Over Thanksgiving weekend, Daniel Crandall took in a groan-inducing teenage melodrama, and heard the age-old question, "What good is my soul if my boyfriend isn’t around?"

Twilight: New Moon may be a relatively faithful adaptation of the Young Adult novel on which it is based. The film, however, is marred by poor acting, clichéd writing and an overdependence on familiarity with source material to grasp the world in which the story is set. Worst of all, it treats the Soul as a commodity to be bargained away for romance and passion.

The filmmakers are clearly relying on the book’s popularity to ensure a large audience. On that, one has to give the producers credit. They know their audience. The movie brought in the third highest opening weekend box office, surpassing The Dark Knight and Spider-man 3. Fans of the Twilight books are as predictably slavish to these movies as fans of the Harry Potter books were to those movies.

Fans of the books will get more out of these movies than will those unfamiliar with Stephenie Meyer’s series. Several subtle jokes work only if one knows the novel’s characters. For example, one scene takes place in a classroom where students are watching an adaptation of Romeo and Juliet. As the camera pans across Bella’s classmates, Eric’s face fills the screen. He is weeping in reaction to the drama. This elicited chuckles and a muttered, “That’s just like Eric,” from the girls behind me. One had to know this character in order to get the joke; nothing in the film set it up.

Requiring viewers to be familiar with material beyond what’s presented on screen is a tactic that risks creating a wall of separation between the audience and what’s happening on screen. Given that Eric’s metrosexual behavior is what our cultural elites expect from men, I wondered what is so funny about his reaction. The scene struck me as just another pathetic example of Hollywood turning boys into whimpering girls. Since I am not a part of the “in crowd” concerning the books or Eric, the scene literally kicked me out of the movie’s ‘clique.’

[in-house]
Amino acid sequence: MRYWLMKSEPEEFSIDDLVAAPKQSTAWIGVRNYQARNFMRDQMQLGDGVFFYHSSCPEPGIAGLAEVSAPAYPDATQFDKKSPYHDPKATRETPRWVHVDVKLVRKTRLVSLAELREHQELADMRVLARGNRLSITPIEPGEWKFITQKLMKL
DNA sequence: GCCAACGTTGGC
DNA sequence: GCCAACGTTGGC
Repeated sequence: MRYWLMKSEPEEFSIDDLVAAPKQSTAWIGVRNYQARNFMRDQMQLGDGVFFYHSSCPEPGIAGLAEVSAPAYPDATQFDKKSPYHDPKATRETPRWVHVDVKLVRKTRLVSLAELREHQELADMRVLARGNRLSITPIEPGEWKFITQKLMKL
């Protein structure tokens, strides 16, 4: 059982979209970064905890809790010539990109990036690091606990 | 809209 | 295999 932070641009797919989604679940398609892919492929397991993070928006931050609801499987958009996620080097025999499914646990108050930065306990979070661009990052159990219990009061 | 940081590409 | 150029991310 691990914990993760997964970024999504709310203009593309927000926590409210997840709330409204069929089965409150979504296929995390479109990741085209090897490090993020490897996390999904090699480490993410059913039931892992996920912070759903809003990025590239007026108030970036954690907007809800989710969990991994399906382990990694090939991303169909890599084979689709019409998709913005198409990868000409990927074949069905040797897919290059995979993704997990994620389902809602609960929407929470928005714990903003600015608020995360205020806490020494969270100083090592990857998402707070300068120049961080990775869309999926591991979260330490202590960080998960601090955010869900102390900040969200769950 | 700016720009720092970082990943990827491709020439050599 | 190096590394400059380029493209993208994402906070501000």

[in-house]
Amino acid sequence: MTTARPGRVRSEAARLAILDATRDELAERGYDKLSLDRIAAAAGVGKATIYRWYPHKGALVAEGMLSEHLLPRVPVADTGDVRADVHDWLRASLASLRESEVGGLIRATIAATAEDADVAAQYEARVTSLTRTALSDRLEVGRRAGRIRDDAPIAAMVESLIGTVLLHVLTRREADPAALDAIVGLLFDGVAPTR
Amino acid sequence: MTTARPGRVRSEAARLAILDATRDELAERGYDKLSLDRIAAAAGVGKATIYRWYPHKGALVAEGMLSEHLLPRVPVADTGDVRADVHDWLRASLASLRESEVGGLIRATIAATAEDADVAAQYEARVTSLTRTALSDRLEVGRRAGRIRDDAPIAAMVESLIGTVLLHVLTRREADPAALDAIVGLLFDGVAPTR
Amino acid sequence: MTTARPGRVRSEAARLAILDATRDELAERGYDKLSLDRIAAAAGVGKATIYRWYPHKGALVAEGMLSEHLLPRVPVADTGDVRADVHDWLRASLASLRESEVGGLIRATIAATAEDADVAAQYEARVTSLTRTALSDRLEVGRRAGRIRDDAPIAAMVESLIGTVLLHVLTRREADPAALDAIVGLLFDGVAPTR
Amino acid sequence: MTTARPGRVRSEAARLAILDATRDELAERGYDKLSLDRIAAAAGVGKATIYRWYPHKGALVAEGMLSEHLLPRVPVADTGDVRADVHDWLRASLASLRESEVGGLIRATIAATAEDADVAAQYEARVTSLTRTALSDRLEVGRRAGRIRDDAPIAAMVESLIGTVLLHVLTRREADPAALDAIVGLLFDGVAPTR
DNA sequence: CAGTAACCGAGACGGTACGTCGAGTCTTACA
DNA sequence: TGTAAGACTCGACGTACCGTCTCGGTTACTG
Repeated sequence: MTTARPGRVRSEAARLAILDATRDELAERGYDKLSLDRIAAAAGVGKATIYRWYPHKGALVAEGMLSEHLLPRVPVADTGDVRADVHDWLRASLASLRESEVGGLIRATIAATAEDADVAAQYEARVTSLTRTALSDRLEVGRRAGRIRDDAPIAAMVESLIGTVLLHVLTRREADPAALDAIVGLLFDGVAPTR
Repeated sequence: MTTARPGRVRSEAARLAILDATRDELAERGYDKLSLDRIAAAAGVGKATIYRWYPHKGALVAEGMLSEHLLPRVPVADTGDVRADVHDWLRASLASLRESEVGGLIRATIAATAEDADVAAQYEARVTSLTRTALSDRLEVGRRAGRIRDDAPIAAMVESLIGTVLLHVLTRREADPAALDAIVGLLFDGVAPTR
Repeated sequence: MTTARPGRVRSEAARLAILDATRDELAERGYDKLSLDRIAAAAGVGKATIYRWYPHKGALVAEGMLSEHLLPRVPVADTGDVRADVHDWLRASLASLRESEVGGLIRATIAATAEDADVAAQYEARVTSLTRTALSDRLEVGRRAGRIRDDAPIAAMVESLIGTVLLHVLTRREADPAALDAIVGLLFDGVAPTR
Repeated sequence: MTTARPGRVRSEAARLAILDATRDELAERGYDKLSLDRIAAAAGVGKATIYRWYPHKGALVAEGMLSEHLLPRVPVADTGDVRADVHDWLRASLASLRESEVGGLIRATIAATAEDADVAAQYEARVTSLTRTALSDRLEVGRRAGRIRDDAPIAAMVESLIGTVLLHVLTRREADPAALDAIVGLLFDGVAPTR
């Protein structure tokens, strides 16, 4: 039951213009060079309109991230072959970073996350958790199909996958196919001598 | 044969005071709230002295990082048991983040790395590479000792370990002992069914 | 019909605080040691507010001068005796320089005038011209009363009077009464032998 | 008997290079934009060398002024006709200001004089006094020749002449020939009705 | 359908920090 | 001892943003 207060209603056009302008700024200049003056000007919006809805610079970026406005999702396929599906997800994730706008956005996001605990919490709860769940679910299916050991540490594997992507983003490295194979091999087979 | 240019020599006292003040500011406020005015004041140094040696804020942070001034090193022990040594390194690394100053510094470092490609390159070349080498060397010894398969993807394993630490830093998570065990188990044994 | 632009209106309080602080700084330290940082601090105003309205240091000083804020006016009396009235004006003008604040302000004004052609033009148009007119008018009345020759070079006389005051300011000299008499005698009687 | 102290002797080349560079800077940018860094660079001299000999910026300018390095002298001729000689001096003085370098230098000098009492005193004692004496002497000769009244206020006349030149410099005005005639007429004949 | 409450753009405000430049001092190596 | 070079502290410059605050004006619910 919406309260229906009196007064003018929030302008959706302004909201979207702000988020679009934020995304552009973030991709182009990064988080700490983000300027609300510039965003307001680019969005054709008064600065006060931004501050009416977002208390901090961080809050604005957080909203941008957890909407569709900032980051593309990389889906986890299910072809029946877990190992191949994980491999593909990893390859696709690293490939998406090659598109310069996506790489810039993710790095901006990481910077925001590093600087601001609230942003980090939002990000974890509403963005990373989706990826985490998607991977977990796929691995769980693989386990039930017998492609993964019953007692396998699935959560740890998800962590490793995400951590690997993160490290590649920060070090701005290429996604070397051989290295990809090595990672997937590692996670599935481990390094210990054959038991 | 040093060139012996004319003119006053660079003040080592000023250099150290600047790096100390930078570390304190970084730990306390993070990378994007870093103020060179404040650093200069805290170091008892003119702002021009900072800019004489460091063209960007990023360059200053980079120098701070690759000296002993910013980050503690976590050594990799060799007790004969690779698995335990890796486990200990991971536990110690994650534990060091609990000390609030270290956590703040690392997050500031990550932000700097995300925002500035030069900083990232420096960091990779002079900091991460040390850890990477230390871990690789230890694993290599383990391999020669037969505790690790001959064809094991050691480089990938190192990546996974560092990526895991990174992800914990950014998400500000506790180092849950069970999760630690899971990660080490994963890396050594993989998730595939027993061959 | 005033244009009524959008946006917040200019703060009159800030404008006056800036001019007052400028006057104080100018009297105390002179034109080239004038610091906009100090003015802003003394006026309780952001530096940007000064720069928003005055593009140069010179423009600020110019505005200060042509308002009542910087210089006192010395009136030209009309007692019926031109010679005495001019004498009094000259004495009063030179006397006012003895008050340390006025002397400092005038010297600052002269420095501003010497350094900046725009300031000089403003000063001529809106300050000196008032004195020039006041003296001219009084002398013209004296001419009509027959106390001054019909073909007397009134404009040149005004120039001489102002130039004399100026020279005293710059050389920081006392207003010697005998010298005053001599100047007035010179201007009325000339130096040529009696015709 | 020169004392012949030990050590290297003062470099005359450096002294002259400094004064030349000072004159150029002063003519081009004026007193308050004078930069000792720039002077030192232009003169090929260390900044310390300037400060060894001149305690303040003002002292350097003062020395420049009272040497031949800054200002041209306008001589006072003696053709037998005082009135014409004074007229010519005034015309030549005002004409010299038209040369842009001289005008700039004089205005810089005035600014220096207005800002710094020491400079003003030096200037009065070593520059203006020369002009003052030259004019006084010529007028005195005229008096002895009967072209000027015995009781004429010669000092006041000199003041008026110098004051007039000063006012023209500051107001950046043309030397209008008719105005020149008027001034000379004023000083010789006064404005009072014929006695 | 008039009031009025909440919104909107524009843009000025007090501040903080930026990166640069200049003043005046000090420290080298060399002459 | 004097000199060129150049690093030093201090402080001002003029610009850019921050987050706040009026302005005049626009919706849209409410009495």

The movie not only barred me from the ‘cool kids table’ for not knowing Meyer’s characters, but the film’s dialog is, at times, ridiculously clichéd. From sappy declarations of “I can’t live without you” to a werewolf riffing on Bruce Banner’s line, “Don’t get me angry. You wouldn’t like me when I’m angry,” I began to wonder what bad writer the film’s creators brought in as a script doctor. George Lucas, maybe?

Even if one grants that Twilight: New Moon is pure melodrama, the dialog still fails because the actors delivering it do not have the talent to pull it off. Instead of the pretentious, over-serious performances, they might have been better served by adding a few catchy song and dance numbers and calling it High School Horror Musical.

Despite its many technical demerits, the movies greatest failing is its message. The film turns the Soul into a mere commodity offered up for worldly passions. In New Moon’s version of a Faustian bargain, it declares, “That Mephistopheles is so dreamy, romantic and just plain hot.” Bella declares, over and over again, that she doesn’t care about her soul, and will gladly give it up to be her vampire boyfriend. Ted Baehr notes that the movie turns the question, “What good is it for a man to gain the whole world, yet forfeit his soul?” on its head.

According to Stephenie Meyer and this film’s creators, it seems, if losing one’s soul is done for teen romance, then it is the greatest good. Is that really the message we want young adults to carry into the world?